Wednesday, June 17, 2009

Climate Change

Humanity is warming the Earth. Slowly but surely, we are adding carbon dioxide (and other greenhouse gases) to the atmosphere, and this gas is trapping more and more of the Earth’s outgoing longwave radiation, acting as a planetary blanket. The average global temperature is slowly rising as the Earth attempts to equalize the incoming solar energy (shortwave radiation) with the outgoing longwave radiation. The data and data-model comparisons I have seen on this have convinced me that our actions are influencing the global energy balance. Changes in the sun’s energy input to the Earth system are also part of the equation, but presently this is not the big factor in causing our planet to warm.

This is a political issue, though, because stating that climate change is due to humanity’s actions means that humanity should change the way it does things. There are powerful forces that want to keep the status quo, and so, even though a politician might understand the issue, money and influence could sway this person to speak out and vote against doing anything to remedy the situation. Look at this chart from a recent article in the weekly news publication, Eos, citing a 2008 Gallup poll that asked the question, “Do you think human activity is a significant contributing factor in changing global mean temperatures?”:

The also asked the survey responders about their level of scientific involvement in the subject, and the graph partitions the results accordingly. Those actually in the field have reached an overwhelming consensus that human activity is a significant factor in changing the Earth’s temperature. Nearly 40% of the general public, however, believes that human activity does not significantly influence temperatures. There is a large disconnect between those who are studying this issue and the rest of us. Why? Of course, there is always a disconnect between the scientific community and the general public, but for this issue, it is complicated and intentionally obscured by those with a financial or political interest in doing nothing to alter our course.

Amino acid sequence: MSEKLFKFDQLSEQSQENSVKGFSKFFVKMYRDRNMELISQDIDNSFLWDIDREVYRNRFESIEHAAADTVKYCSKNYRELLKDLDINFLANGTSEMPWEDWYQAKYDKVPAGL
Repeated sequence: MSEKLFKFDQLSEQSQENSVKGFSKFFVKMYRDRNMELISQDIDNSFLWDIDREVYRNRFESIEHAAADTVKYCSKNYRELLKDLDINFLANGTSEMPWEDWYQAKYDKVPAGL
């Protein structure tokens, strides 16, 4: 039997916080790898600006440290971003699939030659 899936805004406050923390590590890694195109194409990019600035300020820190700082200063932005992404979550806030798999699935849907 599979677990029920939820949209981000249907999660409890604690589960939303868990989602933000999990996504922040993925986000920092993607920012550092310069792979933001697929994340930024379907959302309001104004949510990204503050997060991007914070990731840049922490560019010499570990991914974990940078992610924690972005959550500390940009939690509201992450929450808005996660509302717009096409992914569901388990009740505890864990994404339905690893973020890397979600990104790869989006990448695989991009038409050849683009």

There is actually good reason for skepticism. The timescales are long and the predictions are uncertain. Plus, there are politicians who overemphasize the dire consequences of inaction (e.g., Al Gore) and, while they are helping to raise awareness of the issue, they stir the political backlash. Two things are clear to me, however: we are largely responsible and we need to begin the process of reducing our greenhouse gas emission rates immediately.


  1. If we take a pretty conservative view and say that, yes the atmosphere is getting warmer, and yes, sea levels are going to rise ~significantly~ over the next 100 years, then there are real dire consequences to the human population. Even is ~significantly~ is 1 meter, that is huge, and something like a billion people will be affected. Now, most of those people are not in the US, so, we don't really care about them, but we probably should.

    The sad thing is that humans really can't think in these terms. We have a hard enough time realizing that drinking and driving don't mix - how can we convince people that driving will cause the death of possibly hundreds of thousands of people 10s of years in the future. The lines are too hard to connect for most people. So, they ignore it. And eat at McDonalds. And get fat. And smoke. And drink. And don't exercise.

    Do you want to hear a sad, sad story? I am sitting here in a hotel room in Denver, CO, after flying across the country to attend a meeting for 5 hours on doing model runs for climate modelers. If you take the carbon footprint of this meeting, it would be insane. Even the people who fully understand the problem are not following the advice. We even talked about including aircraft emissions in the models. Nice.

  2. Wow, that ranks right up there as one of the saddest stories of the week.

    Now just think about all of the plane flights involved with ~2000 people from around the world writing an IPCC report. Sad.